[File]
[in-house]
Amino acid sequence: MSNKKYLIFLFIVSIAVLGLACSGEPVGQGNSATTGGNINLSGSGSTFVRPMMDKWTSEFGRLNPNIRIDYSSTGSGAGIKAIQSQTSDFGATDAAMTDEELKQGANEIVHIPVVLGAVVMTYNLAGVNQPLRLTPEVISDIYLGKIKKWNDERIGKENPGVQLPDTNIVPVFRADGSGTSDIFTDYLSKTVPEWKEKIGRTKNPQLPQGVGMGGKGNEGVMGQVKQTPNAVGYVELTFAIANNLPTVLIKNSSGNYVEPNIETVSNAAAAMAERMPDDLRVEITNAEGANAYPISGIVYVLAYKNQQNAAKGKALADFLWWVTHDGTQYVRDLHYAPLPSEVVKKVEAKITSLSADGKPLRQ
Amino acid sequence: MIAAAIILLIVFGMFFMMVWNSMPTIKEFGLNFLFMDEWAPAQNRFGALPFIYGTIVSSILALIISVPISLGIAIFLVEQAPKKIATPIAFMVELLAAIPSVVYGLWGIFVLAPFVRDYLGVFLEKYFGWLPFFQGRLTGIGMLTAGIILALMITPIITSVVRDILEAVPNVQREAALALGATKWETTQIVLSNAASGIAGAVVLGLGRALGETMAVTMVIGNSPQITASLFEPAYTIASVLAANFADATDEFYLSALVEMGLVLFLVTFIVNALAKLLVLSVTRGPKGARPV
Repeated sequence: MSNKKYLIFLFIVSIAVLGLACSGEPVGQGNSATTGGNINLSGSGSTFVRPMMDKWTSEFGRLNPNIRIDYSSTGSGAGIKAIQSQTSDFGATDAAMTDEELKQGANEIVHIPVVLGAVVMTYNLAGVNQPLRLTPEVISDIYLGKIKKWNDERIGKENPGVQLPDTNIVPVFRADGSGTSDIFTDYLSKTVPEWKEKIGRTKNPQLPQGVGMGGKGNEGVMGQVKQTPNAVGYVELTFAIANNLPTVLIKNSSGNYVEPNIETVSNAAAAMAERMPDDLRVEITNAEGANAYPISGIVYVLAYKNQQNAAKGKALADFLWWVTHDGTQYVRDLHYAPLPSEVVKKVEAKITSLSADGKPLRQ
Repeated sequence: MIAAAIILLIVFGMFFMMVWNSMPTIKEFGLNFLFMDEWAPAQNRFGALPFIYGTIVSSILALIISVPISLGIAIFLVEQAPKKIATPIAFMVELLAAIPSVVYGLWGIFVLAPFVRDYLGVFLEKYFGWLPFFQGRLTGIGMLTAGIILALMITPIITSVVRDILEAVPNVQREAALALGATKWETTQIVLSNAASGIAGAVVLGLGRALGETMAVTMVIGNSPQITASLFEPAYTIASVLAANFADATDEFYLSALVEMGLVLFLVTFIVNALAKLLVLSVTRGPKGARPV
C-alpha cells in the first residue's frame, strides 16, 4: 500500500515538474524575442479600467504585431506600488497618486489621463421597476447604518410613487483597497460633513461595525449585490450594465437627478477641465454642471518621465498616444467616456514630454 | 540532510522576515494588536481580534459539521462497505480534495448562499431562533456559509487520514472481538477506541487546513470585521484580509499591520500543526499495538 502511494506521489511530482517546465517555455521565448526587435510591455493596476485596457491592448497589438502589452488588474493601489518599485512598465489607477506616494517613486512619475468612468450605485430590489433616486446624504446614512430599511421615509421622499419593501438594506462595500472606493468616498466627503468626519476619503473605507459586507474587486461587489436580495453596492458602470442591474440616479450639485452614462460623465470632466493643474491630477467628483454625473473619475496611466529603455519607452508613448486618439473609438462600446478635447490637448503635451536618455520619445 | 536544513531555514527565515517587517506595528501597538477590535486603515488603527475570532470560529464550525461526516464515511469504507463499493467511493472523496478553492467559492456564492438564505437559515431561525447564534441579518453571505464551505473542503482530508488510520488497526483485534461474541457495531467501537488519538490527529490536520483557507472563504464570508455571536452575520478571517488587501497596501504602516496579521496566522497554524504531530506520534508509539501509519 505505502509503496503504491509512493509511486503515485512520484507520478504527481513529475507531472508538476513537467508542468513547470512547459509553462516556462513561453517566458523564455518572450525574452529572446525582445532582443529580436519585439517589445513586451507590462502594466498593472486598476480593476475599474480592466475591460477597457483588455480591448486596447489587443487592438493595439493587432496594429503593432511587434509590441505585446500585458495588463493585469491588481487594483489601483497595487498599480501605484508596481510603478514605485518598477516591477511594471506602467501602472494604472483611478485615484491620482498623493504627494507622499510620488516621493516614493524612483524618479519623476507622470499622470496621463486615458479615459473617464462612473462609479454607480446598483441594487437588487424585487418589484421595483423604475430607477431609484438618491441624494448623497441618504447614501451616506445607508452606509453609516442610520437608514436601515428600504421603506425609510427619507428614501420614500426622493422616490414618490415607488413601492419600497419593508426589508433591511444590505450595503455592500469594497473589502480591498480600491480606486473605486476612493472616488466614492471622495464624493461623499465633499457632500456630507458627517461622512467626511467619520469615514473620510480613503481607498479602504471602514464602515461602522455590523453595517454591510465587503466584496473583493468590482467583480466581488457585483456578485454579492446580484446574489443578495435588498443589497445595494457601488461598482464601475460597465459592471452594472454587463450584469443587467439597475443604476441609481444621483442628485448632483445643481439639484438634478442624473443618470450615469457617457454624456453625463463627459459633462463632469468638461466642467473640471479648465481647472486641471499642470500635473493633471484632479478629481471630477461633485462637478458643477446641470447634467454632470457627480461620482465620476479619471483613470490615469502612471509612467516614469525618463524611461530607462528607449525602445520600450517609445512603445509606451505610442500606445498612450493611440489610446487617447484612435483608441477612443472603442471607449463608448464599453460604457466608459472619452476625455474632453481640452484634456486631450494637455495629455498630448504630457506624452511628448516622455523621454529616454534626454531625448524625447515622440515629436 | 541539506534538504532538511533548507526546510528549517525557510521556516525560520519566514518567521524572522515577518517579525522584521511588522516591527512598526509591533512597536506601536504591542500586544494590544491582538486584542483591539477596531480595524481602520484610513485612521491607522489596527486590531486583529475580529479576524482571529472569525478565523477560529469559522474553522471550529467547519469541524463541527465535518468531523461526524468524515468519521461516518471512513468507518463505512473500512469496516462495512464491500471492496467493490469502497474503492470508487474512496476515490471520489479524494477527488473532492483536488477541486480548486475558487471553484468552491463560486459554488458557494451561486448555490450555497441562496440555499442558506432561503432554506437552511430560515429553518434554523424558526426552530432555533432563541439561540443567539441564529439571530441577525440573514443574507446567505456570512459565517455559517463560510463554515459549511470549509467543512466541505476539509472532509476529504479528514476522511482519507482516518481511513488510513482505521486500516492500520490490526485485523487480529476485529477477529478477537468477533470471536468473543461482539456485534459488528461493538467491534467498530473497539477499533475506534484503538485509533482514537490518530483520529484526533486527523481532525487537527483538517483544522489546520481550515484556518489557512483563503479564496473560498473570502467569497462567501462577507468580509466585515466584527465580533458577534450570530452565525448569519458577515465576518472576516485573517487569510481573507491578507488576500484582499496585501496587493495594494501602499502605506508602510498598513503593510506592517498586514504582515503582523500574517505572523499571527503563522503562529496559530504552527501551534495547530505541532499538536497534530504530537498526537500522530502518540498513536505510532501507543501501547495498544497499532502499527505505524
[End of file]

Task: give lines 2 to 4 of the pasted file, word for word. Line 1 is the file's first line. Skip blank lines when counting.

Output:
Amino acid sequence: MSNKKYLIFLFIVSIAVLGLACSGEPVGQGNSATTGGNINLSGSGSTFVRPMMDKWTSEFGRLNPNIRIDYSSTGSGAGIKAIQSQTSDFGATDAAMTDEELKQGANEIVHIPVVLGAVVMTYNLAGVNQPLRLTPEVISDIYLGKIKKWNDERIGKENPGVQLPDTNIVPVFRADGSGTSDIFTDYLSKTVPEWKEKIGRTKNPQLPQGVGMGGKGNEGVMGQVKQTPNAVGYVELTFAIANNLPTVLIKNSSGNYVEPNIETVSNAAAAMAERMPDDLRVEITNAEGANAYPISGIVYVLAYKNQQNAAKGKALADFLWWVTHDGTQYVRDLHYAPLPSEVVKKVEAKITSLSADGKPLRQ
Amino acid sequence: MIAAAIILLIVFGMFFMMVWNSMPTIKEFGLNFLFMDEWAPAQNRFGALPFIYGTIVSSILALIISVPISLGIAIFLVEQAPKKIATPIAFMVELLAAIPSVVYGLWGIFVLAPFVRDYLGVFLEKYFGWLPFFQGRLTGIGMLTAGIILALMITPIITSVVRDILEAVPNVQREAALALGATKWETTQIVLSNAASGIAGAVVLGLGRALGETMAVTMVIGNSPQITASLFEPAYTIASVLAANFADATDEFYLSALVEMGLVLFLVTFIVNALAKLLVLSVTRGPKGARPV
Repeated sequence: MSNKKYLIFLFIVSIAVLGLACSGEPVGQGNSATTGGNINLSGSGSTFVRPMMDKWTSEFGRLNPNIRIDYSSTGSGAGIKAIQSQTSDFGATDAAMTDEELKQGANEIVHIPVVLGAVVMTYNLAGVNQPLRLTPEVISDIYLGKIKKWNDERIGKENPGVQLPDTNIVPVFRADGSGTSDIFTDYLSKTVPEWKEKIGRTKNPQLPQGVGMGGKGNEGVMGQVKQTPNAVGYVELTFAIANNLPTVLIKNSSGNYVEPNIETVSNAAAAMAERMPDDLRVEITNAEGANAYPISGIVYVLAYKNQQNAAKGKALADFLWWVTHDGTQYVRDLHYAPLPSEVVKKVEAKITSLSADGKPLRQ